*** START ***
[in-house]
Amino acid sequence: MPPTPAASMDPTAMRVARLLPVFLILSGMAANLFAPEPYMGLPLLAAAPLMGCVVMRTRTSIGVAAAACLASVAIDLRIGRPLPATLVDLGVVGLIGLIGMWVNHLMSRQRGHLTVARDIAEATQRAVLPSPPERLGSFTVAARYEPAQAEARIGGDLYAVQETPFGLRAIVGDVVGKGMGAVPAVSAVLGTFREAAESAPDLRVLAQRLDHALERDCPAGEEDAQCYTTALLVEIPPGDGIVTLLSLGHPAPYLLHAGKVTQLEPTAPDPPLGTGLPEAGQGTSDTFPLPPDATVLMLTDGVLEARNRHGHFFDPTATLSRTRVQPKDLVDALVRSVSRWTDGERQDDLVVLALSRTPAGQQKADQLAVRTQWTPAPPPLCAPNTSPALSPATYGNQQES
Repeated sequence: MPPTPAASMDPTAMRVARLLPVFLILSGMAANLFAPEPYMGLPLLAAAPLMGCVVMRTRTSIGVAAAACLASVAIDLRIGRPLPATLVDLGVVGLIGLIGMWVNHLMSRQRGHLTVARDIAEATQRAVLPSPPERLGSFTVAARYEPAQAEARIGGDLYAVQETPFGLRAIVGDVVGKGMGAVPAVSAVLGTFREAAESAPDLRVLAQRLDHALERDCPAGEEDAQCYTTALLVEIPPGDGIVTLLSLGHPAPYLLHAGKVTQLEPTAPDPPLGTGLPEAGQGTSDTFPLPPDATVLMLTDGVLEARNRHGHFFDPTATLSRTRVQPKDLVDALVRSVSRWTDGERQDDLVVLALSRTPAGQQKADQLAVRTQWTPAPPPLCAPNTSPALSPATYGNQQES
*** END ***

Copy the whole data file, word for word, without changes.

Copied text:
[in-house]
Amino acid sequence: MPPTPAASMDPTAMRVARLLPVFLILSGMAANLFAPEPYMGLPLLAAAPLMGCVVMRTRTSIGVAAAACLASVAIDLRIGRPLPATLVDLGVVGLIGLIGMWVNHLMSRQRGHLTVARDIAEATQRAVLPSPPERLGSFTVAARYEPAQAEARIGGDLYAVQETPFGLRAIVGDVVGKGMGAVPAVSAVLGTFREAAESAPDLRVLAQRLDHALERDCPAGEEDAQCYTTALLVEIPPGDGIVTLLSLGHPAPYLLHAGKVTQLEPTAPDPPLGTGLPEAGQGTSDTFPLPPDATVLMLTDGVLEARNRHGHFFDPTATLSRTRVQPKDLVDALVRSVSRWTDGERQDDLVVLALSRTPAGQQKADQLAVRTQWTPAPPPLCAPNTSPALSPATYGNQQES
Repeated sequence: MPPTPAASMDPTAMRVARLLPVFLILSGMAANLFAPEPYMGLPLLAAAPLMGCVVMRTRTSIGVAAAACLASVAIDLRIGRPLPATLVDLGVVGLIGLIGMWVNHLMSRQRGHLTVARDIAEATQRAVLPSPPERLGSFTVAARYEPAQAEARIGGDLYAVQETPFGLRAIVGDVVGKGMGAVPAVSAVLGTFREAAESAPDLRVLAQRLDHALERDCPAGEEDAQCYTTALLVEIPPGDGIVTLLSLGHPAPYLLHAGKVTQLEPTAPDPPLGTGLPEAGQGTSDTFPLPPDATVLMLTDGVLEARNRHGHFFDPTATLSRTRVQPKDLVDALVRSVSRWTDGERQDDLVVLALSRTPAGQQKADQLAVRTQWTPAPPPLCAPNTSPALSPATYGNQQES